Wednesday, August 22, 2012

The Un-Varnished Truth About Varnish

Bel Sito's varnish by craftswoman Melissa Meyers

Nothing on this wood

A boat with  Cetol covering wood trim

Be sure to click in the post to see the entire entry. 

Study these three pictures. Notice a difference? Of course you do!

What you see here is what we in our household believe is a significant differentiator when it comes to wood on a boat. 

Boat owners fall into three camps. There's the traditionalist who adhere to lots of wood, covered with varnish, which they call 'brightwork'. Then there's the Cetol camp, which cover wood with a fast-application varnish substitute called 'Cetol'. And then, there are those in the naturalist camp who subscribe to nothing at all generally because they just don't want to do any work. Or, they like the unfinished look. 

There's a fourth camp, which holds to the doctrine that no wood on a boat is best of all.

I grew up an Episcopalian where order of worship came in three forms:

High Church, complete with chanting and incense, Low Church, which was almost impossible to tell from any other Christian church and Middle Church, which drew on some of the rituals of a High Church service, but without most of the pomp.

We refer to low, middle and high church practices as lazy, hazy or crazy.

I have subsequently learned there is a fourth kind of Episcopalian who rarely sets foot in church at all.

Using that analogy in The Great Varnish Debate,  I would say that the varnish devotees are like High Church goers (crazy), the Cetol proponents are like Middle Church (hazy) and none-at-all, are of course, in the Low Church or 'lazy' camp.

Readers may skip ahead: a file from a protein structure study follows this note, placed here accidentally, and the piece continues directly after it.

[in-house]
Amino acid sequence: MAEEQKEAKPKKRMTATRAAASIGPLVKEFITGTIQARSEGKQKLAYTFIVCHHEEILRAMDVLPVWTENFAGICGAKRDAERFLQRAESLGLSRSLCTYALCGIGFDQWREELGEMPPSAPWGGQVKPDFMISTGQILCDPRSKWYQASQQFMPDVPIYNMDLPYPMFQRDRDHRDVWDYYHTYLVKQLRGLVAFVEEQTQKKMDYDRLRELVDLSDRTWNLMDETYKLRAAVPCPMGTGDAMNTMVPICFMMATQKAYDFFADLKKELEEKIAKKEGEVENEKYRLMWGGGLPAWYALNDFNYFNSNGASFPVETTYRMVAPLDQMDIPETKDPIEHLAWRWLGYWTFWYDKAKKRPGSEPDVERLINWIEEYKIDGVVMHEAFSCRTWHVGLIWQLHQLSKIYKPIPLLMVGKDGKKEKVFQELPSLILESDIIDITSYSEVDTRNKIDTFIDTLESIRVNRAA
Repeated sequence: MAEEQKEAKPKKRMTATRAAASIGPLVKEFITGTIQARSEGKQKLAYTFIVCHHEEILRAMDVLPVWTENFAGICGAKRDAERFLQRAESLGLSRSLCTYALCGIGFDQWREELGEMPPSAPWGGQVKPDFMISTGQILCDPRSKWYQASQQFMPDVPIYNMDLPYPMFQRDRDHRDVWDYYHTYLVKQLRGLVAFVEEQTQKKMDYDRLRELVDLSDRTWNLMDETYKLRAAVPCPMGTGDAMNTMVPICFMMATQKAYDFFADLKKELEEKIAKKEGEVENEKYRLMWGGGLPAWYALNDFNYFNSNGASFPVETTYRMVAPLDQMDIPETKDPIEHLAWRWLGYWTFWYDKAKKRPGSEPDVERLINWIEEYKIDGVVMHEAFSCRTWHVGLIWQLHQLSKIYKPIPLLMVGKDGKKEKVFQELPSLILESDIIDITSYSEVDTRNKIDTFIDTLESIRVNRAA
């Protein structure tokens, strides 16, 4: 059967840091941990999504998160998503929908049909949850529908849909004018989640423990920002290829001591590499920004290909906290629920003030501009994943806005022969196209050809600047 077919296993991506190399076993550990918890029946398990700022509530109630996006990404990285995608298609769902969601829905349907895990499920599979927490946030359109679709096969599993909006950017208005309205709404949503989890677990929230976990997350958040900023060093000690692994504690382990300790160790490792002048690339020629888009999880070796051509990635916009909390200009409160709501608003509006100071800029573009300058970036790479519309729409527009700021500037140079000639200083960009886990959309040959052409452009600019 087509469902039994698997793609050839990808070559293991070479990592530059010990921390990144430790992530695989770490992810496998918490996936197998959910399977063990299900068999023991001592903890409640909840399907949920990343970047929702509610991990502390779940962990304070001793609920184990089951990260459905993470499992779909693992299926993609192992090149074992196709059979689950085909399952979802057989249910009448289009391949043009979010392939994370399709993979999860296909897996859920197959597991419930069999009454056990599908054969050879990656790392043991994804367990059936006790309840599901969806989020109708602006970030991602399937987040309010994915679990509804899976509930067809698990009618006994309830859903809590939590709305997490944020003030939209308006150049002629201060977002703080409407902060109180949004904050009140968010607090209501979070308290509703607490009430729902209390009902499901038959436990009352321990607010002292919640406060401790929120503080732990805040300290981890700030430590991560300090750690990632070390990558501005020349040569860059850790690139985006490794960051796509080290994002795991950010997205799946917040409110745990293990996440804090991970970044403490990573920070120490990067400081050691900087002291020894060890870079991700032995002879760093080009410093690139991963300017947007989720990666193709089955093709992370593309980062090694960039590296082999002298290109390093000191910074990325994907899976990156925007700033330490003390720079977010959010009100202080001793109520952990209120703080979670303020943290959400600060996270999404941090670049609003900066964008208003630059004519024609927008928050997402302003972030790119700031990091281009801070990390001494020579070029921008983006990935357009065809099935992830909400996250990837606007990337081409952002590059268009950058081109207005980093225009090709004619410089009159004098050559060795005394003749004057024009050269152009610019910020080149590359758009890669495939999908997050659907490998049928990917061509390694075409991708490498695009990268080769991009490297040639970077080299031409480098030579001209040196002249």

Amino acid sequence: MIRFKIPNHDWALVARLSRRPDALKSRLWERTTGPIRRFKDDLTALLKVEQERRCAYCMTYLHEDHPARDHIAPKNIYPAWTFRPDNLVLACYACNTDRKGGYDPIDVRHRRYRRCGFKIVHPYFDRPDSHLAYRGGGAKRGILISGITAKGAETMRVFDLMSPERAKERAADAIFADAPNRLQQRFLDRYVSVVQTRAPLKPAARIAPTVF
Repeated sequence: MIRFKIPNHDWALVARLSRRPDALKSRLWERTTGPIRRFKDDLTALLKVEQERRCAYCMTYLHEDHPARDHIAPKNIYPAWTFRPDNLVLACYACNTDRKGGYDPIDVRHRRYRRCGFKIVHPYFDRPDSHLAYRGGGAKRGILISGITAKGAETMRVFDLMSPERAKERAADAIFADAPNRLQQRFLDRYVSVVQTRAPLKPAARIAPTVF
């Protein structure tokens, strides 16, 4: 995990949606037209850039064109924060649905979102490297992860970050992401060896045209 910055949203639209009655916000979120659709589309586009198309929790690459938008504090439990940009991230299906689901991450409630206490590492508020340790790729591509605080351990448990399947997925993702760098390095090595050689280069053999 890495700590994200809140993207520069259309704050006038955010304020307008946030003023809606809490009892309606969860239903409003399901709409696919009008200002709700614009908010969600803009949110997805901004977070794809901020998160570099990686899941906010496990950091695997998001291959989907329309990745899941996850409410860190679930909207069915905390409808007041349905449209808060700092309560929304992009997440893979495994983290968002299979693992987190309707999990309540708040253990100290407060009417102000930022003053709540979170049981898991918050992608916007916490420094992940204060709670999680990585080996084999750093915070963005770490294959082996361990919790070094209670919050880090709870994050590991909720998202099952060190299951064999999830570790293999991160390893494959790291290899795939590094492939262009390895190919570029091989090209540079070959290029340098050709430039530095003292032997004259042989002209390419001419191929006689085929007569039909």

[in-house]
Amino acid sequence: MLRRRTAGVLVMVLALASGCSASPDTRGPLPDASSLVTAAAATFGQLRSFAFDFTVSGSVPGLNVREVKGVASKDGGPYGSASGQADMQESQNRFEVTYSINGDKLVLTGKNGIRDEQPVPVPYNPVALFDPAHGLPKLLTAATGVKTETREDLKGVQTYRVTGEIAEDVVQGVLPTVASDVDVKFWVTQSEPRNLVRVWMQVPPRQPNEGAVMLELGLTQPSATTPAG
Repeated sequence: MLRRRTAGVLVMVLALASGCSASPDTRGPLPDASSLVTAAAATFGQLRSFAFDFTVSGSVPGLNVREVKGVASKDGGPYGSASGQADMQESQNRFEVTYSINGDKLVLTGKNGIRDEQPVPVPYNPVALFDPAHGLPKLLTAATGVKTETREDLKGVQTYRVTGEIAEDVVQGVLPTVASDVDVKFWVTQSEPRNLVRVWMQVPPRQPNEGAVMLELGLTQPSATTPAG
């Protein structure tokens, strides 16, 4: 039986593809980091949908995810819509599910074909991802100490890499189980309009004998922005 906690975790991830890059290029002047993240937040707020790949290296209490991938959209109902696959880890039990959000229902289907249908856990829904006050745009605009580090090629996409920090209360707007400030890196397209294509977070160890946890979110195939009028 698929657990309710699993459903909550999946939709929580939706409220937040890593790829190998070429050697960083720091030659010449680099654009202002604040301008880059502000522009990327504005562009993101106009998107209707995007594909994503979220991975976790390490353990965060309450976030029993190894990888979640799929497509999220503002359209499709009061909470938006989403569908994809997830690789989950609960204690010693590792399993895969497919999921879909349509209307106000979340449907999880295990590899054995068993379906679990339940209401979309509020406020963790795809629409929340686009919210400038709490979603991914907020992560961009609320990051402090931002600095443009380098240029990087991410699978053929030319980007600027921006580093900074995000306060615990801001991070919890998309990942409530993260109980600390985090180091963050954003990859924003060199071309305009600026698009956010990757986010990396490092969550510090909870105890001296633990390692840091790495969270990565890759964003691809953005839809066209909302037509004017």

Those pure fiberglass worshipers are sometimes looked upon as at least agnostic, as far as this tale goes. 

Richard falls squarely in the High Church/Crazy camp and worships a good varnish job with the same ardor that a High Church Episcopalian (which by the way he was) enjoys a great ecclesiastical chant. 

Seriously, there is true artistry to good varnish work and Melissa Meyers is a master at her craft. After stripping old varnish completely off with a heat gun, she sands the surface and gracefully applies a total of eight coats of high-gloss marine varnish. Sure it would be quicker and less costly to protect the wood with Cetol, but it wouldn't be true brightwork and as you can see from the contrasting photos above, there's a world of difference. No varnish or Cetol at all on teakwood will turn grey, which has it's own kind of beauty.

We've had close to 4,000 page views on the blog so far, so I expect this post might offend one of you. Although among our friends, the intended audience, there's probably more chance of offending the Cetol camp than any church-goers.  If so, sorry.  It's a 'lay' day here in Mystic and it's the best I can come up with when all we've done is do laundry, eat great food and generally kicked into full cruise mode.

The Mystic Downtown Marina is most pleasant, by the way. Jack and June couldn't be nicer. They've offered to drive us places and invited us to pick herbs planted outside their office window.  The herbs, as you note in the photo, are in dirt, which is part of land.  Land is good.  So good we may stay here another day.  

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